In addition, ECI provided a feasibility study for the design and estimated cost to install a large wastewater treatment plant for one of the metallurgical coke production facilities. This included use of the river water and its discharge after its use back into the river. ECI also provided a feasibility study, comments and compliance strategy on NOx emissions from combusting coke-gas in the facility’s boilers. After the EPA published new wastewater pre-treatment regulations ECI developed and submitted the first Fundamentally Different Factors (FDF) variance application to EPA Region 2 in over 20 years. Subsequently ECI has prepared additional information requested by the EPA including but not limited to a complete preliminary design of a sophisticated wastewater treatment facility with diversion of storm water, dissolved air floatation, metals removal, and biological system. ECI prepared system sizing and engineering costs as well as schematics of the system.

For a chemical oxidants production facility, ECI developed a feasibility study that evaluated the regulatory impacts of four boiler house options during the implementation of two plant expansion scenarios. The regulatory review included numerous federal and state regulations and the reduction of SO2 and Particulate emissions. The report included the development of the facility baseline emissions and estimated emissions for the two plant expansion scenarios. The facility emissions estimates were compared to regulatory standards and trigger levels to determine applicability and costs associated with regulatory compliance. The results of the 30-page review provided management with significant information from which to direct the plant expansions and boiler house up-grade. ECI provided an up-date to the above document and included three new options to supply facility steam and deionized water for process use. This report document evaluated the impacts of a third-party owner/operator of a new boiler-house and the potential to separate air permits (i.e., one air permit for the processing facility and another for the boiler-house operations). In 2006 ECI modified the facility’s State air permit; this included the decommissioning of three (3) No. 6 fuel oil water tube boilers and the construction and operation of two (2) 800 HP duel fired fire tube boilers (i.e., No. 2 fuel oil and natural gas).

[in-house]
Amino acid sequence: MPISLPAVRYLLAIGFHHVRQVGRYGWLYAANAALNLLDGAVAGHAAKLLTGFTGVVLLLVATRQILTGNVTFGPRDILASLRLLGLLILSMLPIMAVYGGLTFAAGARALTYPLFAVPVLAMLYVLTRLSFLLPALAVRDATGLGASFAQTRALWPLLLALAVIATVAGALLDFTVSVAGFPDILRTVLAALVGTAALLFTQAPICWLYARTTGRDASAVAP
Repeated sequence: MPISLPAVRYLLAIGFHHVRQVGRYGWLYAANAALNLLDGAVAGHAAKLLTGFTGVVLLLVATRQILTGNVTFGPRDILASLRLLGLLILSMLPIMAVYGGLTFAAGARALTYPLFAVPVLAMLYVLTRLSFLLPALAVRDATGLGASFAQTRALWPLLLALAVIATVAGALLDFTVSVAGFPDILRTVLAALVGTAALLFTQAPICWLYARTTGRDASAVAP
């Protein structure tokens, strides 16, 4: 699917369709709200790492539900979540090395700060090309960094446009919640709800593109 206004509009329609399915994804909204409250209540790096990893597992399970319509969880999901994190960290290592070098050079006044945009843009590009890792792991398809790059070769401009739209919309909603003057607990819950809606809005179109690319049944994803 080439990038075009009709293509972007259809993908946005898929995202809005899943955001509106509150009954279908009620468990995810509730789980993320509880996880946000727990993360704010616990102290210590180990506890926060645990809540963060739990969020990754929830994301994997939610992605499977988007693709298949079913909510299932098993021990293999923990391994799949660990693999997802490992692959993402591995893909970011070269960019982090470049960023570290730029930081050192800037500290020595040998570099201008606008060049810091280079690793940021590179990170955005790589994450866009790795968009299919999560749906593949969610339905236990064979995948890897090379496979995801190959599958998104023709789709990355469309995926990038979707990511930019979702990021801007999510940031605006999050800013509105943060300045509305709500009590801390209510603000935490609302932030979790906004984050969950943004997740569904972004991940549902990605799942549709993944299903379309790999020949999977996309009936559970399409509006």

ECI provides regulatory and technical support for performance contracts, energy audits, self-generation/peak shaving studies, and other energy reduction/conversion related projects and specializes in environmental compliance related to combustion by-products. Specifically, ECI’s air emissions compliance services are recommended by many equipment manufacturers and representatives for thermal treatment systems, boilers, stationary internal combustion engines or turbines that drive electrical generators, and fossil fuel and bio-mass combustion systems related to federal and state regulations. ECI supports many of the performance contracts (i.e., guaranteed energy savings contracts) provided by Siemens.  In providing this support, ECI has performed environmental evaluations and compliance activities for New York State facilities related to fuel switching, self-generation, and energy reduction projects.  In addition, ECI has performed energy and environmental evaluations to support Pennsylvania’s Department of Environmental Protection “Pollution Prevention/Energy Efficiency Site Assessment Grant Program”.